If you’re confused about what to select and how to sing it, your best source is your voice teacher, who is bound to have lots of helpful ideas. Feeling nervous? Reserve your spot for TakeLessons’ live, online class about singing with confidence!

Have fun exploring the world of musical theater repertoire. And break a leg!

mollyrPost Author: Molly R.
Molly R. teaches online and in-person singing lessons in Hayward, CA. Her specialties include teaching beginner vocalists, shy singers, children, teens, lapsed singers, and older beginners. She joined TakeLessons in November 2013. Learn more about Molly here!

Photo by TED Conference (with text overlay)

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Vocal Health- The Important Tip That Will Save Your Voice in Rehearsals (9)

Vocal Health: The Important Tip That Will Save Your Voice in Rehearsals

Vocal Health- The Important Tip That Will Save Your Voice in Rehearsals

Lots of rehearsals coming up? Feeling under the weather? In this article, singing teacher Elaina R. shares an important vocal health tip that can save your voice! 

 

The tenor in my professional vocal quintet is named Mark. It’s a perfectly good name, but for a singer it can be frustrating. Nearly every day someone announces that they are going to “mark,” and poor Mark gets confused. Sometimes even Mark has to mark.

What the heck am I talking about? Marking is an important skill that every singer, amateur or professional, must learn in order to stay healthy. Learning about this vocal health tip (and how to do it properly) can save you from a whole host of problems, including vocal fatigue and injury. And if your name is Mark, I apologize in advance for any confusion this may cause.

What Is Marking and When Should I Do It?

Marking is a type of modified singing meant to minimize strain on the voice. It limits volume and range while maintaining rhythm and pitch accuracy.

Most importantly, marking is a tool you can use to avoid getting vocally tired and hurting yourself during vocal rehearsals of any kind. This includes rehearsals for choir, musicals, operas, show choir, a cappella, even personal rehearsal time. Marking comes in handy when:

  • You have to sing the same taxing thing over and over. This can happen:
    • For the benefit of collaborators (e.g. piano accompanists, orchestra, other singers)
    • When learning new music, either with others or on your own. There’s no reason to sing a vocally difficult passage forte 10 times just to learn it.
  • You are feeling vocal fatigue (pain or discomfort in the throat, difficulty getting a clear vocal sound, general feeling of strain)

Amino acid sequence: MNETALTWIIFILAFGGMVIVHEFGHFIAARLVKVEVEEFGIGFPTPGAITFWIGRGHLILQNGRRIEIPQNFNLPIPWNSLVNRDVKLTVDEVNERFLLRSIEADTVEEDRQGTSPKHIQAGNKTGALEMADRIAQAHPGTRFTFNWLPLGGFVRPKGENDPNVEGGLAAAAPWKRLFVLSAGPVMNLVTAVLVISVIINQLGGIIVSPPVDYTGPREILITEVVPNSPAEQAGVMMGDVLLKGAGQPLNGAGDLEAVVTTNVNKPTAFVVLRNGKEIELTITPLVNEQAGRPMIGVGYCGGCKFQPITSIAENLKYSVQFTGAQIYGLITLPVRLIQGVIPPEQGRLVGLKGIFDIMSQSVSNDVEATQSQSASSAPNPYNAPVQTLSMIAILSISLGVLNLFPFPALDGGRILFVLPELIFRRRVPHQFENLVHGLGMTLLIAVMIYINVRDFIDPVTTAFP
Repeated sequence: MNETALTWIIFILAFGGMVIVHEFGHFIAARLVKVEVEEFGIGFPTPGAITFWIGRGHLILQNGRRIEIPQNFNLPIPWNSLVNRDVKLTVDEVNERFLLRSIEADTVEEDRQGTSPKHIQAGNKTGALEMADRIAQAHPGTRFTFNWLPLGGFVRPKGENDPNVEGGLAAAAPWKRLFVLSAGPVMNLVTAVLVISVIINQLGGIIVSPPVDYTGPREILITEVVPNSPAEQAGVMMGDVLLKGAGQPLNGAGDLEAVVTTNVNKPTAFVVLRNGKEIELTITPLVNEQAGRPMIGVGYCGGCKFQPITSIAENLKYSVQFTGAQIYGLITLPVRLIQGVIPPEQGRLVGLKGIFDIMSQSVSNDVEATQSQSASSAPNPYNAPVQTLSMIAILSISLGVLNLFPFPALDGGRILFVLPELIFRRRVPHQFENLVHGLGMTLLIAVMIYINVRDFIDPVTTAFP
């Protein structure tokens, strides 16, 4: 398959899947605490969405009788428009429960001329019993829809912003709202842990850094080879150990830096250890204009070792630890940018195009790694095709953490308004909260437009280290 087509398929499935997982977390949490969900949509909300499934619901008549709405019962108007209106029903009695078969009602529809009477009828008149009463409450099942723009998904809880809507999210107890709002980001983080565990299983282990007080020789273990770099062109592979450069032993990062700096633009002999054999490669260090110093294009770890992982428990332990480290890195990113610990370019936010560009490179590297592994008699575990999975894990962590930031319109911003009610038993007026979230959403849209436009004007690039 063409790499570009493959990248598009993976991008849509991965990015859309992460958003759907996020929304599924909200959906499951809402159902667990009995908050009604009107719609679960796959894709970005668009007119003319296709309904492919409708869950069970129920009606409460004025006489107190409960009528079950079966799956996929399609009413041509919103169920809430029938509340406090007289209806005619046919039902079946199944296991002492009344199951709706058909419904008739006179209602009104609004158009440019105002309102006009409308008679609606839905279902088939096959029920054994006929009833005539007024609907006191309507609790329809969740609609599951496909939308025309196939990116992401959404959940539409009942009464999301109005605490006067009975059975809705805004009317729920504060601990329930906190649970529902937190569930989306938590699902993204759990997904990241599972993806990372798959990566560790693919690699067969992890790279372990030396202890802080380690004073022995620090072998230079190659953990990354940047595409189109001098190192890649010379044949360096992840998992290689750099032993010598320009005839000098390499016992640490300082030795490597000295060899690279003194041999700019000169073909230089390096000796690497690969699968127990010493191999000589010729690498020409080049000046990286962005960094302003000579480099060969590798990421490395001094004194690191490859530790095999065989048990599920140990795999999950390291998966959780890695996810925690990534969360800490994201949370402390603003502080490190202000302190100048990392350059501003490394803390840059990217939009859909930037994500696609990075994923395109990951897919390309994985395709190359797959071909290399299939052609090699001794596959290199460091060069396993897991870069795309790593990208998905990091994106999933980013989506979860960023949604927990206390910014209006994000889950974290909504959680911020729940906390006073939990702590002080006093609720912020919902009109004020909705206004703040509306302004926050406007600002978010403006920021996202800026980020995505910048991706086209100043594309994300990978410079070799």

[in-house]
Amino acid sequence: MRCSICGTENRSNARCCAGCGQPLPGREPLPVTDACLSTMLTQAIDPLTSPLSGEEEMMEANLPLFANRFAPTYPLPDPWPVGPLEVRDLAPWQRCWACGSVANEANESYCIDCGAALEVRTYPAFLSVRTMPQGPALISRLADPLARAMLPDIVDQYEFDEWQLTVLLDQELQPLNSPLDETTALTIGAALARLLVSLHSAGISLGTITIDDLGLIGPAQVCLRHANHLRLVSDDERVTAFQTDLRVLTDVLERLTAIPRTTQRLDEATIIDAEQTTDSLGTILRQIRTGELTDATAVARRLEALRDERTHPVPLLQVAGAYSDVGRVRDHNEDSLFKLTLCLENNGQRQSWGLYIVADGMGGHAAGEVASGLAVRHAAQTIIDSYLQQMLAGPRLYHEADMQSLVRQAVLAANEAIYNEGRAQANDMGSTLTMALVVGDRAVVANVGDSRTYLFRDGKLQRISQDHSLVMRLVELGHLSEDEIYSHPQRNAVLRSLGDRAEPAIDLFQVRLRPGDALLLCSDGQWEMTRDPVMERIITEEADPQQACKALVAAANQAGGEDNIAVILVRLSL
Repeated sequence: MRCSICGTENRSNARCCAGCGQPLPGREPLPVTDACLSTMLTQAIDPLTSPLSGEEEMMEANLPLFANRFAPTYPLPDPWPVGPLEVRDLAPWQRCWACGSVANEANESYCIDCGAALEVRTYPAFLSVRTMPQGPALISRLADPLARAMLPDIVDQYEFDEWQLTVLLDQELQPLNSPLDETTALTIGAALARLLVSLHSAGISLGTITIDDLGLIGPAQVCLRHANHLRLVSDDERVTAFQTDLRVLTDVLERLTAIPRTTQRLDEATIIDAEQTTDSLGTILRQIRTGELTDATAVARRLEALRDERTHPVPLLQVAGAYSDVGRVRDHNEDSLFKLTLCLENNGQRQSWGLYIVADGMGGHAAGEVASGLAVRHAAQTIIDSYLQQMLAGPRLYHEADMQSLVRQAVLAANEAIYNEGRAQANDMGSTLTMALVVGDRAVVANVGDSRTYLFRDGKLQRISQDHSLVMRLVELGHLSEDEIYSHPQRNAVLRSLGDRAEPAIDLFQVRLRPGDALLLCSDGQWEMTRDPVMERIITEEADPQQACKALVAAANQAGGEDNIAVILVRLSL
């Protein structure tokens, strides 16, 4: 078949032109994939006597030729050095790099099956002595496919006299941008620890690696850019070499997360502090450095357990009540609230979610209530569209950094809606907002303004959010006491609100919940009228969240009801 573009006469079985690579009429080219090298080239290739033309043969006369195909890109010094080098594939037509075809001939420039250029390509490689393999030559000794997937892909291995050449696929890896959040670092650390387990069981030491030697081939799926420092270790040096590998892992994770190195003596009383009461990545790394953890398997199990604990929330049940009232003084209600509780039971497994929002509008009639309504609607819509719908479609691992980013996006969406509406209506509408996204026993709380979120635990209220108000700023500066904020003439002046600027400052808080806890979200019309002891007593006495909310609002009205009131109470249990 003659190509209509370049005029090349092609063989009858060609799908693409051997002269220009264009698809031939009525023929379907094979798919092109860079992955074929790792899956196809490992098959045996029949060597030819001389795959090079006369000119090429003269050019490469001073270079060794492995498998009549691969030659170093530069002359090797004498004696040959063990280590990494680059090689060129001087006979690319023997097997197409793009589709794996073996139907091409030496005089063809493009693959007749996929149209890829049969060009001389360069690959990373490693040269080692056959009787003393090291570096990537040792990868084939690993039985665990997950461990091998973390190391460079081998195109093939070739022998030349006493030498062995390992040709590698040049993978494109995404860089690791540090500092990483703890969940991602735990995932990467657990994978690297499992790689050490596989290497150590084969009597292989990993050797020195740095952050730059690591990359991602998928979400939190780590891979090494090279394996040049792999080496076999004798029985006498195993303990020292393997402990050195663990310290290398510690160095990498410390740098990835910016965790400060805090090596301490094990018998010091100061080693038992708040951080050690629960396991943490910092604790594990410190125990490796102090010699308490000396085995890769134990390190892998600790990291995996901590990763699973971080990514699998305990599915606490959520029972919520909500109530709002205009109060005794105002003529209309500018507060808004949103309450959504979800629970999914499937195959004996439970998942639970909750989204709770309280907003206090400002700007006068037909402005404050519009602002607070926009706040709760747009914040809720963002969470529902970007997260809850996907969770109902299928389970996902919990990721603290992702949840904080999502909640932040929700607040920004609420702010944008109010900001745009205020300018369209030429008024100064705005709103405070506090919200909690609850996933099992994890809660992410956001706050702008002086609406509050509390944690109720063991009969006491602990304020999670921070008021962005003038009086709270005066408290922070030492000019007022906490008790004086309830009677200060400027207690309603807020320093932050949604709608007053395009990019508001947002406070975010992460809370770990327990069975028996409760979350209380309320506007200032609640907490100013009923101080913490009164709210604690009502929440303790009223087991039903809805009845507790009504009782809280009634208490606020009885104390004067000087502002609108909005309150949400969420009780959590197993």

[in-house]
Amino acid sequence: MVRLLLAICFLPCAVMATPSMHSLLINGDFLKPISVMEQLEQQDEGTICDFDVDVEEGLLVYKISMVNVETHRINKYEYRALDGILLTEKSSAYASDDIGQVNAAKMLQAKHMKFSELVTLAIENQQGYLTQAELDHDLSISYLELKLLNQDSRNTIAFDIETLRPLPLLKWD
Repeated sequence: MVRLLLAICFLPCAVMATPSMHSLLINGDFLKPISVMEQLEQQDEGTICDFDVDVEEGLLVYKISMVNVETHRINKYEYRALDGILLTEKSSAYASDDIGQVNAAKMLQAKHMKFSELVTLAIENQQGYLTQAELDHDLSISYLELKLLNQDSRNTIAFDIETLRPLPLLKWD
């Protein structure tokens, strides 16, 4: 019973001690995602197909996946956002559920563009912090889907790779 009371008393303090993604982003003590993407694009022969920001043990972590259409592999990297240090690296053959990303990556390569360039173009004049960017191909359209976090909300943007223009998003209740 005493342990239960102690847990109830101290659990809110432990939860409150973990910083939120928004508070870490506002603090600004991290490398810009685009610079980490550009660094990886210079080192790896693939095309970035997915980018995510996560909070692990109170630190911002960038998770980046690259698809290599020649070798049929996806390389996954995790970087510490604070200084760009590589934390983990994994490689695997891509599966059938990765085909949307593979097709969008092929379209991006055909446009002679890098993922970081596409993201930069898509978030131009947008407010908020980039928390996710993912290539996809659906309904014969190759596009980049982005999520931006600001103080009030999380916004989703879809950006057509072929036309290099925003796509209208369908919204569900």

• You are vocally compromised by allergies or illness (maybe you are getting over a cold and don’t want to overdo it)

A quick note on marking in rehearsal: be sure to let your conductor, director, and/or pianist know that you will be marking beforehand. Marking is completely acceptable to any conductor or accompanist (in fact, it shows how mature you are!), but if you don’t let people know, they might be confused as to why you sound different than usual.

How to Mark

There are two main ways that singers mark. However, before we get to how to mark, let me give a little disclaimer.

Marking can be just as tiring, if not MORE tiring, than singing in full voice if you don’t do it properly. You may think you’re taking it easy, but you still have to think about breath, resonance, and tension in the same ways you would if you were singing in full voice. Otherwise, you could hurt yourself while marking, which completely negates the purpose of this vocal health tip!

Got it? OK, good. Moving on to the two main types of marking.

  • Sing quieter. When marking, singers often eliminate dynamics in favor of a comfortable piano. This often involves switching vocal registration (head voice instead of high chest voice, for example). The result is a lighter, easier sound than full voice singing. Not sure what this means? Refresh your knowledge of vocal registers.
  • Eliminate range extremes. When marking, singers avoid high notes by transposing them down an octave. For example, if I was marking and I had an E6 in my music, I would sing an E5 or E4 instead.

Mark Away

The next time you are feeling vocally strained while trying to learn new music or while in a rehearsal, remember this vocal health tip. When done properly, marking helps protect your voice from fatigue and injury, ensuring that you’ll sound great when performance time comes around. Your musical collaborators, your voice teacher, and your vocal cords will all appreciate that!

Post Author: Elaina R.
Elaina R. teaches opera voice and singing in Ypsilanti, MI, as well as through online lessons. She received her Master of Music from the University of Michigan, and she has a B.M. from the University of Southern California. Learn more about Elaina here!